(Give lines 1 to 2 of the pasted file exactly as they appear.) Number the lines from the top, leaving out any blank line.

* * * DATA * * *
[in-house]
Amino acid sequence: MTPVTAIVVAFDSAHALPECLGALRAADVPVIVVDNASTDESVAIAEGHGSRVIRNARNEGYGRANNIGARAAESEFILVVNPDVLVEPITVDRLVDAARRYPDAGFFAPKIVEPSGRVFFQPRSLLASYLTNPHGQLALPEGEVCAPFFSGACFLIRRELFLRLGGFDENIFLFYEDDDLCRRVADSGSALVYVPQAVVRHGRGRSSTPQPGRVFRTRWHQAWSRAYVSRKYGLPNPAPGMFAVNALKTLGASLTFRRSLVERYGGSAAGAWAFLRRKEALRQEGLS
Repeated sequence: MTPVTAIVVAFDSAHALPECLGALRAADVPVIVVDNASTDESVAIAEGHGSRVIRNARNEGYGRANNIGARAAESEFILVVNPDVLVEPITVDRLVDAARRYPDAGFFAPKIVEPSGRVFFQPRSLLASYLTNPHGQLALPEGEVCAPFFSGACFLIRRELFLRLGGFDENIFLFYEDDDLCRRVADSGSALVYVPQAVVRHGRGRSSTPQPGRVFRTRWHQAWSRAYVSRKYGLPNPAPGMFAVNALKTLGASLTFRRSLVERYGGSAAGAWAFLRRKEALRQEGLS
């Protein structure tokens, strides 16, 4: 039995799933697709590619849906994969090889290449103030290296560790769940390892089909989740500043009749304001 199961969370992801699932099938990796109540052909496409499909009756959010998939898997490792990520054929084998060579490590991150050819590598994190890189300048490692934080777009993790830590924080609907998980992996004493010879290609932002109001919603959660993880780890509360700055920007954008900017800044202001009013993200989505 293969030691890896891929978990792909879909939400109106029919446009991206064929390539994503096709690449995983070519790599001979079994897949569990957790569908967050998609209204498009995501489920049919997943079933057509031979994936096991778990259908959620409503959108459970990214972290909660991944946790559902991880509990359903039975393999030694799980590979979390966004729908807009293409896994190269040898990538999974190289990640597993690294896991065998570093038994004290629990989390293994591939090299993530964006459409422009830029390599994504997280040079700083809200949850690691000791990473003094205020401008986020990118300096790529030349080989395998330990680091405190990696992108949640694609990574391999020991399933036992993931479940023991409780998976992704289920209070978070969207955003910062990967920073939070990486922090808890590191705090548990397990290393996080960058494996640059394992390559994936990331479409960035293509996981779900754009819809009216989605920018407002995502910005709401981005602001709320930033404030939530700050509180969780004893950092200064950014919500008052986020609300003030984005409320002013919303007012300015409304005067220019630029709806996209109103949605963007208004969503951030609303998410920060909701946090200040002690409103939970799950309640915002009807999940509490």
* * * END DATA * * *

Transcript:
[in-house]
Amino acid sequence: MTPVTAIVVAFDSAHALPECLGALRAADVPVIVVDNASTDESVAIAEGHGSRVIRNARNEGYGRANNIGARAAESEFILVVNPDVLVEPITVDRLVDAARRYPDAGFFAPKIVEPSGRVFFQPRSLLASYLTNPHGQLALPEGEVCAPFFSGACFLIRRELFLRLGGFDENIFLFYEDDDLCRRVADSGSALVYVPQAVVRHGRGRSSTPQPGRVFRTRWHQAWSRAYVSRKYGLPNPAPGMFAVNALKTLGASLTFRRSLVERYGGSAAGAWAFLRRKEALRQEGLS